Tuesday, October 03, 2006

The Drowsy Chaperone (The SOB Review) - Marquis Theatre, New York, NY

The Drowsy Chaperone (The SOB Review) - Marquis Theatre, New York, NY

*** (out of ****)

It's official -- I've finally seen each of the Tony-nominated shows for Best Musical this past year, now that I've taken in The Drowsy Chaperone at Broadway's Marquis Theatre. I can honestly say that in my own humble estimation, this is the show that should have taken the top Tony honor (it lost out to Jersey Boys) last June.

By no means is this a perfect musical. While I appreciate the show-within-a-show premise that includes the retelling of a supposedly fabled, light-hearted 20s musical by virtue of our protagonist's cheriched cast recording and earnest narration, the plotline of the inner show was at times insipid and dialogue often groan-inducing. Bad puns abounded (OK, I know that many of my story headlines may be equally bad, but no one is paying me to write them!).

Thankfully, more often than not, our narrator "Man In Chair" -- deliciously played as the ultimate theatre queen by Bob Martin (pictured above), who also co-wrote the libretto with Don McKellar -- offers up disarming and downright hysterical comments suggesting many of the show's elements are labored or nonsensical. You can't help but think you've been played all along and that the joke is actually on you.

Beyond Martin's clever banter and delightful introduction to each character, his superb body language and expressions throughout The Drowsy Chaperone are intrinsic to the ultimate audience buy-in of the inner show. Additionally, much like "The Wizard Of Oz" evolving from its early black and white scenes to full color once the house hits Munchkinland, Man In Chair's dreary living room magically comes alive with the color and panache of a cheerful bygone musical comedy thanks to David Gallo's vibrant set design and Gregg Barnes' exceptional costume design.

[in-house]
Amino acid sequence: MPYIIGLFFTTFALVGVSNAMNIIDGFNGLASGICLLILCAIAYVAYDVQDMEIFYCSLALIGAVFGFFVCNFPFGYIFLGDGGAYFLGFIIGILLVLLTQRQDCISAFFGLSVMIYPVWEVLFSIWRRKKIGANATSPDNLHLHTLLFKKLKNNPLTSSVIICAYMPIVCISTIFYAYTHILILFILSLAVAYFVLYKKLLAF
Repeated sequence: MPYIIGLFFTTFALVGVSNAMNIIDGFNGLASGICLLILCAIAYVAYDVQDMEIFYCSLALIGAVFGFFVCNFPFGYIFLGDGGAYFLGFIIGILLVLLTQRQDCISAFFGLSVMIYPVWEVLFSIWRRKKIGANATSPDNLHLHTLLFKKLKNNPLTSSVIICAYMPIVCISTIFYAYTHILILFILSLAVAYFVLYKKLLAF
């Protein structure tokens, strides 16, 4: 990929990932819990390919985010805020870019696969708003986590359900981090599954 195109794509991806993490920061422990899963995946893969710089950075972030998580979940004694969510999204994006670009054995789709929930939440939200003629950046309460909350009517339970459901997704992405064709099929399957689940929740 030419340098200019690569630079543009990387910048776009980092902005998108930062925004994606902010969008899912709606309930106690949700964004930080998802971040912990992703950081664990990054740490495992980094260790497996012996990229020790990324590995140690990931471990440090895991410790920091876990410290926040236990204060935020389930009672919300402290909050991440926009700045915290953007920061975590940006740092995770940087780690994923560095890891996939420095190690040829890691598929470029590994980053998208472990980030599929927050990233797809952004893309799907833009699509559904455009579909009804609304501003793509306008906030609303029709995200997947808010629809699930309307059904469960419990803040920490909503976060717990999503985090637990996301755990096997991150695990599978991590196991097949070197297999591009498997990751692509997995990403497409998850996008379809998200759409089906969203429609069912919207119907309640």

There are some absolutely terrific numbers -- written by Greg Morrison and Lisa Lambert -- including "Cold Feet" in which the inner show's groom-to-be Robert Martin (played with snarky charm by Troy Britton Johnson) and his best man George (Eddie Korbich) practically catch fire literally through their hot tap dancing steps. Robert's fiancé Janet Van De Graaff (a breakthrough performance by the adorable Andrea Chamberlain in the role normally played by Sutton Foster) melts our hearts with her irrestible "Show Off." And then there's Beth Leavel's exquisite, boozy chaperone, who triumphantly sings, "As We Stumble Along." But my personal favorite is when the entire cast goes full throttle in the rollicking "Toledo Surprise," climaxing with everyone getting stuck in a skip of Man In Chair's record -- until Man In Chair kicks the turntable to set the music back in motion.

When the tuner threatens to end on a bit of a down note with Man In Chair pouring out his heart to the audience, you can't help but empathize with him. But alas, so do the characters who he's excelled at bringing to life, thus ending the show on a truly soaring note.

But best of all, Martin's "Man In Chair" epitomizes every theatre lover who relishes the prospect of being entertained by a live Broadway show. And The Drowsy Chaperone does that exceedingly well.

This is Steve On Broadway (SOB).

Click here for tickets.
Related Stories:
The Curse Of The Understudy (October 2, 2006)
The Tonys: If I Could Vote...for Best Musical (May 31, 2006)
Mixed Reviews Tire The Drowsy Chaperone (May 2, 2006)
Will The Drowsy Chaperone Wake Critics? (May 1, 2006)

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